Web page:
Unattended death estimate tops 40,000 across Japan
TOKYO – More than 17,000 people who were living alone died unattended at home across 19 prefectures and Tokyo’s 23 wards in 2016, according to research by The Yomiuri Shimbun, a finding that suggests the national figure was greater than 40,000.
In its research, The Yomiuri contacted all 47 prefectural police headquarters and the Medical Examiner’s Office of the Tokyo metropolitan government.
Statistics on “unattended deaths” have previously only been provided by certain local governments or have been estimates by private research institutions. In terms of scale of data obtained from public entities, the research conducted by The Yomiuri Shimbun is apparently the first of its kind to be publicized.
There is no legal definition of an unattended death, and the government does not conduct a nationwide survey regarding the matter. Partly based on the definition of the Medical Examiner’s Office, which has been surveying and analysing cases within Tokyo’s 23 wards for years, The Yomiuri Shimbun defines unattended deaths as people living alone who died at home, with police involved in their postmortems and other procedures, but excluding homicides and suicides. We asked the police headquarters of the nation’s 47 prefectures to provide data based on this definition.
Police headquarters in 19 prefectures, including Kanagawa and Shizuoka, provided specific data. The prefectural police in Tottori, Hiroshima and Yamaguchi provided approximate numbers. The numbers for Tokyo’s 23 wards were obtained from the Medical Examiner’s Office. Differences in statistical methods meant The Yomiuri Shimbun was unable to obtain data from the police headquarters in the other prefectures and elsewhere.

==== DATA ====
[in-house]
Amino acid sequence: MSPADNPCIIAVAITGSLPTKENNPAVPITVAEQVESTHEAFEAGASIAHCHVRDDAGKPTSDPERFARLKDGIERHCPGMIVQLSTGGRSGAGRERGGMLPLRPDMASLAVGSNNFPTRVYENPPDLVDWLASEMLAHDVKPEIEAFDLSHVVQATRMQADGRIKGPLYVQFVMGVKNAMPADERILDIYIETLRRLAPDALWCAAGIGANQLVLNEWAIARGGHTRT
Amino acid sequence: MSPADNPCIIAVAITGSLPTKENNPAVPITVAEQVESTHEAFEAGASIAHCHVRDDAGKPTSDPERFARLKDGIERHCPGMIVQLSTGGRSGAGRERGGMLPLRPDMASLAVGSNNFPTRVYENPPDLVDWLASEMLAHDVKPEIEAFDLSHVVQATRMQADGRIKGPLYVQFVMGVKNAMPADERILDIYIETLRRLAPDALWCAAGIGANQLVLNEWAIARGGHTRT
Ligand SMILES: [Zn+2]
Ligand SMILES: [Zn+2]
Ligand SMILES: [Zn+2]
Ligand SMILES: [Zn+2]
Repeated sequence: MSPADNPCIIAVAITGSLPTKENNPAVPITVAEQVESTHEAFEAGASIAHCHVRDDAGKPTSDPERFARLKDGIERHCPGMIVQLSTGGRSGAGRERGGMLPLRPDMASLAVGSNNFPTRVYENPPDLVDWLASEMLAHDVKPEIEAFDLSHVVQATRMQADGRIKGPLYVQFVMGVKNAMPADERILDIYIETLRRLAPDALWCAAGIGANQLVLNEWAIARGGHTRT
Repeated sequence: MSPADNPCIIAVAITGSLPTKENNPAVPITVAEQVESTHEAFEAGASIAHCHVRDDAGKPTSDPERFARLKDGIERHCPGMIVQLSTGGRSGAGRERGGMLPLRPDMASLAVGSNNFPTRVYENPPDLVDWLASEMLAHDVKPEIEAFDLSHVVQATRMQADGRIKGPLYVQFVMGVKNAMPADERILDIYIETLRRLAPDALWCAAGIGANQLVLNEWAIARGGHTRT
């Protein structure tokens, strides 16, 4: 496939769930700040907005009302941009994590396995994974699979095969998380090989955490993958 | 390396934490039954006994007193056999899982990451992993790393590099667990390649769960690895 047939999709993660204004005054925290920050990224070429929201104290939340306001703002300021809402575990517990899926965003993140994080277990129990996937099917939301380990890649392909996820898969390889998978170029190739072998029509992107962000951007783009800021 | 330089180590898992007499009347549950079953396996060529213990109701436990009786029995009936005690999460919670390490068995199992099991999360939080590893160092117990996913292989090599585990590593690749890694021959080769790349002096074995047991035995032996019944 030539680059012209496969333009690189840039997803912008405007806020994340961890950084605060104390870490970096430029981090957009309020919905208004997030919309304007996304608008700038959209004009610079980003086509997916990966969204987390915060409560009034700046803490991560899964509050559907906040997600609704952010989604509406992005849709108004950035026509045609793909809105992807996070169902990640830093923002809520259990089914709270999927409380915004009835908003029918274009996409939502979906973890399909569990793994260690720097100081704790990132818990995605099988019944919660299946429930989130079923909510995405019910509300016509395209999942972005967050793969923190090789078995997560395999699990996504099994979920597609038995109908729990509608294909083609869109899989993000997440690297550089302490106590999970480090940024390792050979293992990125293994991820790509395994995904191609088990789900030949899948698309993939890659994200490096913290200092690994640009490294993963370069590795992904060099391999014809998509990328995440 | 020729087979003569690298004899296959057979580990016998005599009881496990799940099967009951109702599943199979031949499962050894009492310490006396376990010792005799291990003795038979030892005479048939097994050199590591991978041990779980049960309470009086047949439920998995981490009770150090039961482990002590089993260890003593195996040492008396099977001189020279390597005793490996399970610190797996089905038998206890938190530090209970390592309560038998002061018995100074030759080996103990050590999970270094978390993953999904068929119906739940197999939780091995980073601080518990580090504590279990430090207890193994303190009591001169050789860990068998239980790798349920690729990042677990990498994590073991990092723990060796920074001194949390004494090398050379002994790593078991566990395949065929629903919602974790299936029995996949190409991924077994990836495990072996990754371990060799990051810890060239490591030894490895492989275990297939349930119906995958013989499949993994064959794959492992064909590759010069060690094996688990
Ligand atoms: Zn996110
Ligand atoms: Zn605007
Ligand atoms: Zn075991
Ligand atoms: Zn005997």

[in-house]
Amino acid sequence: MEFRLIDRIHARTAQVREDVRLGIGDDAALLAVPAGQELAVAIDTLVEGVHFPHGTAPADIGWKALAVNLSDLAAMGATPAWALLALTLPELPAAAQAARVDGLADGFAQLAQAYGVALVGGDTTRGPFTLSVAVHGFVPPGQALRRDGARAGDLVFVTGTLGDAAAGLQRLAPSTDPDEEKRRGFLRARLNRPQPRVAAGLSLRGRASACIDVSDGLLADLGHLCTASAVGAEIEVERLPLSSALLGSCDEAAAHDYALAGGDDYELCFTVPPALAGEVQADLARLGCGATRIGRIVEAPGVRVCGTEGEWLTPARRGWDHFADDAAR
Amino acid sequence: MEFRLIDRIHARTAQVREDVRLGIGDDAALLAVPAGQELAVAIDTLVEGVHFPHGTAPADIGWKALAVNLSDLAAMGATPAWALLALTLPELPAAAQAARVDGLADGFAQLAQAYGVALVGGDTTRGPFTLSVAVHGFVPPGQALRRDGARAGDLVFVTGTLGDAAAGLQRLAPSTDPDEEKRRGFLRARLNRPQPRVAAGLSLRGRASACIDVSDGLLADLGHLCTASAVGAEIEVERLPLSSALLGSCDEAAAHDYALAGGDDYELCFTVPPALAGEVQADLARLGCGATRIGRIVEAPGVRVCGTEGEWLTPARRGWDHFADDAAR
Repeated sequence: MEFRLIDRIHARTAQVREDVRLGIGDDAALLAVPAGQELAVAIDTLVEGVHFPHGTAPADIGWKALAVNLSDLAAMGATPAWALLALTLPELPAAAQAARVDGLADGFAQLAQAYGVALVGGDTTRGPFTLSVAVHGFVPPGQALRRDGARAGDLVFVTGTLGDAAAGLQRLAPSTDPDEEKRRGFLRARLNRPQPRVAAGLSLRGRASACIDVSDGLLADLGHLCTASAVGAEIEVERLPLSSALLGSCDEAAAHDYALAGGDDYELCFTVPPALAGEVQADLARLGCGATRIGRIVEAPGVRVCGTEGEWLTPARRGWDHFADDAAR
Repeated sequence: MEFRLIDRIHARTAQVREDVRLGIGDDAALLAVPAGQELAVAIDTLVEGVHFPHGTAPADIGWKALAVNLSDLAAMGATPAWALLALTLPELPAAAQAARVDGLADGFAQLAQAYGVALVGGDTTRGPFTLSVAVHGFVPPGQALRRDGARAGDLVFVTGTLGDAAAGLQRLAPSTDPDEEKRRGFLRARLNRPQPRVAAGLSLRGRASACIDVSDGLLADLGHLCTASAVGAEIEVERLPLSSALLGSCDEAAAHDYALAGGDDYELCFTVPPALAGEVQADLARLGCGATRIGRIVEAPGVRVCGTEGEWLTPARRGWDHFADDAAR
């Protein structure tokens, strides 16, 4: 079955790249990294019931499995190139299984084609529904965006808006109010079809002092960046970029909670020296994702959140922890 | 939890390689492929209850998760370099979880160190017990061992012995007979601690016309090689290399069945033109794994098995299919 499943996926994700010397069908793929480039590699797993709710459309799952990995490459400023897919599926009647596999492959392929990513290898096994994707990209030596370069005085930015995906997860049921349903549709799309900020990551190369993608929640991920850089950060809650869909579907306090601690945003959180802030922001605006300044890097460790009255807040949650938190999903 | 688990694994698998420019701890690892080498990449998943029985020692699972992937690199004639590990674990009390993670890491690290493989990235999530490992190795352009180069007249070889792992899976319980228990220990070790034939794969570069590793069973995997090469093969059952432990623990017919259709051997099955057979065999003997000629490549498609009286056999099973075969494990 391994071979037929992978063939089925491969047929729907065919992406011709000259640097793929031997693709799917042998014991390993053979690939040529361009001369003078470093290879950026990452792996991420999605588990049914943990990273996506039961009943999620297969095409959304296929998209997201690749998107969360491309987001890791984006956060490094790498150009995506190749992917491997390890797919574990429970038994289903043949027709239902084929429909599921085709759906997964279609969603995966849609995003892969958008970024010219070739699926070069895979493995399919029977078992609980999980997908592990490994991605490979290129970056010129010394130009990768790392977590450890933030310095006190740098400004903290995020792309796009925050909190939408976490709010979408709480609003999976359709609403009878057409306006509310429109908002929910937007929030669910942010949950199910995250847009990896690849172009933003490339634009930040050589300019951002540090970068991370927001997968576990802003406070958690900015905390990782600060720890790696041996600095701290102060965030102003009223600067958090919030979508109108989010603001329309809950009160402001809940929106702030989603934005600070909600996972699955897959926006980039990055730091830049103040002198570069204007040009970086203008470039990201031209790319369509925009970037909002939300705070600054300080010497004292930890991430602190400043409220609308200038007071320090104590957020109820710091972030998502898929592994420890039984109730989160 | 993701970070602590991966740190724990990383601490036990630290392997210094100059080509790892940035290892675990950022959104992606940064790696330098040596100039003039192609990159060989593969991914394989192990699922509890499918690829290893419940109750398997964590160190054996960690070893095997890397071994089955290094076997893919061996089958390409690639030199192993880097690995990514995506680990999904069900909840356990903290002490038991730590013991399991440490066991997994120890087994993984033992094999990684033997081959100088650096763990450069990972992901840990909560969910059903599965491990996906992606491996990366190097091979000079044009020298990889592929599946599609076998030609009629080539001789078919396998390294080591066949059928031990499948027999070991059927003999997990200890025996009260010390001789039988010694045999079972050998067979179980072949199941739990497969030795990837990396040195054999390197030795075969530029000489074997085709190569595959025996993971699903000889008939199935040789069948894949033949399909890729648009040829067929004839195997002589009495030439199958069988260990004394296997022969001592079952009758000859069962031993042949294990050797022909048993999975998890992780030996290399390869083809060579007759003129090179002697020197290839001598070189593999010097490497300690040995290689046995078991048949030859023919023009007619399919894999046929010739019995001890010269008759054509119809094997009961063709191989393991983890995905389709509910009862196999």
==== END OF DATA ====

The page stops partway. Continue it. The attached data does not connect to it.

Based on the figures obtained, there were 17,433 unattended deaths in 19 prefectures and Tokyo’s 23 wards last year. Over 70 percent (12,745) of the deaths were people aged 65 or older. Among all types of deaths across those areas, about 3.5 percent (about 1 in 30) were unattended. They were most common in Tokyo’s 23 wards, at 5.58 percent, and least common in Saga Prefecture, at 2.12 percent.
The number of all types of deaths in the 19 prefectures and Tokyo’s 23 wards accounted for about 38 percent of the nation’s total. Extrapolating from this, there were an estimated 46,000 unattended deaths nationwide last year.
The Yomiuri was able to obtain the numbers of unattended deaths in Tokyo’s 23 wards and Kanagawa, Shizuoka and Iwate prefectures since 2012. Based on those figures, unattended deaths in those areas in 2016 increased by 639, or about 8 percent, from 2012.
Based on the data from the Medical Examiner’s Office, men accounted for 70 percent of the unattended deaths last year in Tokyo’s 23 wards. The most heavily represented age group for the men was 65-69, accounting for about 19 percent. The most heavily represented age group for women was 85 and over, at about 29 percent.
About half of the unattended deaths in Tokyo’s 23 wards were due to cardiovascular diseases, such as ischemic heart failure. Many were considered sudden deaths.
Masashige Saito, an associate professor of Nihon Fukushi University’s faculty of social welfare and an expert regarding unattended deaths, said: “The revelation of the scale and trends based on public figures is significant. It is very likely that many of the people who died alone did not have anyone to help nearby, or did not obtain information about nursing care. It is necessary to grasp the actual situation nationwide and prepare countermeasures.”
■ Unattended death
The term “unattended death” often refers to someone who died alone and unnoticed, but there is no concrete definition in Japan, and the factors taken into consideration — such as the period until the discovery of the body or whether suicides are included — vary by local governments. Some deaths are referred to as kodokushi (solitary deaths), but “solitary” carries strong subjectivity due to the feelings of the people who died. The Health, Labor and Welfare Ministry uses the term koritsushi (unattended death) because of cases of two or more people dying together, albeit in an otherwise isolated state.
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